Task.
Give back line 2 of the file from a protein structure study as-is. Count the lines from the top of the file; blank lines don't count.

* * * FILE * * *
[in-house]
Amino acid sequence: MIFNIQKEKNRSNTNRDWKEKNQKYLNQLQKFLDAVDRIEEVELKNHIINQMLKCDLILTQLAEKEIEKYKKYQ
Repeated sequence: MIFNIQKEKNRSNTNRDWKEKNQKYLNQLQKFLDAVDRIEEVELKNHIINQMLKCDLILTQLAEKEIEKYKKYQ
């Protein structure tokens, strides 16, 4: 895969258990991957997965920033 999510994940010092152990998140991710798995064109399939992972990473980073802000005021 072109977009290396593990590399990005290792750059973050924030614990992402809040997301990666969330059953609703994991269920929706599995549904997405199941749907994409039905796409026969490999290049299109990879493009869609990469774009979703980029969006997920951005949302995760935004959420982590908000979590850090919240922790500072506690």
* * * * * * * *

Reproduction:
Amino acid sequence: MIFNIQKEKNRSNTNRDWKEKNQKYLNQLQKFLDAVDRIEEVELKNHIINQMLKCDLILTQLAEKEIEKYKKYQ